"Indirect investments (closed funds, open-ended funds, REITS) imply that you are a passive investor. You are not very close to the property and have a more or less financial view on the investment. If, for example, the market is going down, you simply sell your open-ended fund or REITS shares. Risks are much more limited but at the same time rewards/yields are also less attractive compared to direct investments."
Both agree that decisions will be strongly influenced by the specific law and tax restrictions/incentives in a particular territory and an assessment of the structures that are available. In Germany, for example, open-ended funds are a well established investment vehicle. Real Estate Investment Trusts (REITS) on the other hand, are the new kids on the block. But although they have little track record so far, their flexibility as an asset class can make them extremely attractive.
One approach, which has been increasingly finding favour among family offices, is for a number of them to club together to buy particular properties. Andrew Tailby-Faulkes, an international tax partner with the accountancy firm Ernst & Young, who advises family offices, explains: "A number of family offices now often come together to buy a property, such as a hotel. This has the advantage in that it enables them to spread their investment and risk and retain a certain level of direct property investment in their portfolio.
"Of course, this can be complex. You need to be able to set up a structure so that a family that wants to cash in its investment, for example, is able to do that. Each family's stake needs to be kept secure as well. But I would say that this type of co-investing by family offices is on the rise."
Ultimately, Burt says the structure and vehicles used to manage real estate have to depend on a family's needs and be tailored to the most advantageous tax position. This will be the case regardless of whether the property is held by the business or by the family.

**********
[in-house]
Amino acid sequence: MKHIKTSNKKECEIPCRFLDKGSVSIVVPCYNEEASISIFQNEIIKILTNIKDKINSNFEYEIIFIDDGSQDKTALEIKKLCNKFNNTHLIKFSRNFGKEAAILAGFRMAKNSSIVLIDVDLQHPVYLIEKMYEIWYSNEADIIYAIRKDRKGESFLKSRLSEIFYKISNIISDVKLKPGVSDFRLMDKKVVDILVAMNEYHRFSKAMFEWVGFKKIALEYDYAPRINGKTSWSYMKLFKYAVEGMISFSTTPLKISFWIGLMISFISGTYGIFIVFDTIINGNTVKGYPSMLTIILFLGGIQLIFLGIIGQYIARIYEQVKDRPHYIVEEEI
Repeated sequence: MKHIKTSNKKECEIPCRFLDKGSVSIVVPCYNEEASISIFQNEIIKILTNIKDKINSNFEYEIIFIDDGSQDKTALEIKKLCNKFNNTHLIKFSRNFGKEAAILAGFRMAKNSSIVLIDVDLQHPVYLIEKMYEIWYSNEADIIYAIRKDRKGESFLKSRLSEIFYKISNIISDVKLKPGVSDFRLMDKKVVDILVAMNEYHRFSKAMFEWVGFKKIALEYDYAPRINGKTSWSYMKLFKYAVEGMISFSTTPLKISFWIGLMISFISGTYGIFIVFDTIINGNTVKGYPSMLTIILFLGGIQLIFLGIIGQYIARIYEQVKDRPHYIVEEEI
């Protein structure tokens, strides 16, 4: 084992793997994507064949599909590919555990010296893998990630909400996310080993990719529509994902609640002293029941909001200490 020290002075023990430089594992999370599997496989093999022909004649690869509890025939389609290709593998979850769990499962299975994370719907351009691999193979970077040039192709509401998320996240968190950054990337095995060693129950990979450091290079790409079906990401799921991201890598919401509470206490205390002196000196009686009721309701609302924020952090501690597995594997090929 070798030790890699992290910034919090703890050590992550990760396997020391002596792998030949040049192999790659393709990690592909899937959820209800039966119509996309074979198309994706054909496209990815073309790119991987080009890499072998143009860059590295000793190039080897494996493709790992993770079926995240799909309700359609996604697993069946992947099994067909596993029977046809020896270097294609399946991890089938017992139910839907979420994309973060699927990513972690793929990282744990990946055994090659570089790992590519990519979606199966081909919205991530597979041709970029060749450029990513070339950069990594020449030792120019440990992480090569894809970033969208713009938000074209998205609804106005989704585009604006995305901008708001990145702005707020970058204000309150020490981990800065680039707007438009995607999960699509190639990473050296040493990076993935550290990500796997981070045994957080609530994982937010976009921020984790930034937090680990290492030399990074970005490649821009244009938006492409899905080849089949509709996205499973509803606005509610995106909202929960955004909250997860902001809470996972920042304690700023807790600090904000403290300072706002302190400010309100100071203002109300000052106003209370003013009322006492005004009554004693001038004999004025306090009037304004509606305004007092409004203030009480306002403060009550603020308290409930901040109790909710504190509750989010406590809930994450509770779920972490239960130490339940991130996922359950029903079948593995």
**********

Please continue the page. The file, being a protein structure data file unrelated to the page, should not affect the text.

An issue that will face many families is how to assess the value of their property assets when one or more members want to cash out – or in a situation described by Tailby-Faulkes when one of a group of partner families wants to cash out. This is not always easy.
Weber argues that families need to ask themselves why they need to assess the value of their real estate before going ahead. They also need to accept that if it is because one or more family members want to cash out, compromises will have to be made. Starting the process with this in mind can prevent disagreements from escalating into all out warfare later on in the process.
It is all too easy for disagreements to break out, particularly if those members seeking an exit feel that the valuation methodology used is detrimental to their cause. Therefore, he says, using an internationally agreed standard should pay dividends.
"In certain countries the law suggests how to assess real estate in terms of market value," Weber explains. "A much better idea is the globally established approach by the Royal institution of Chartered Surveyors (RICS) in the UK. The RICS market value certainly is an objective starting point within the internal family discussion about what the true/fair value of a real estate is."
However, he continues: "You have to address one problem: emotion. Institutional investors have a rather abstract view on market values. But within the family there is always the risk that certain family members feel unfairly treated because of a lack of real estate market know how. As a result you might have to adjust the RICS market value in order to achieve peace within the family."
For the most part, everyone agrees it makes sense to use bespoke solutions for dealing with property, usually involving individually designed special purpose vehicles that take into account a family's taxation arrangements and the legal complexities of whichever country their property is in.
But given the recent tax crackdown on non domiciled residents in Germany and the UK – which has the potential to cause a great deal of financial pain for many families and force them to look at the structure of their holdings – Burt also has an important final point.
"Keep your property holdings under review. There are an array of examples of changes to taxation regimes that have forced people to rethink their arrangements." He cites the changes to the taxation of non domiciled residents in the UK as a good example. "After 6 April 2008 the gains made on a property held through a non resident company by a non-domiciled resident became taxable in the UK," he explains.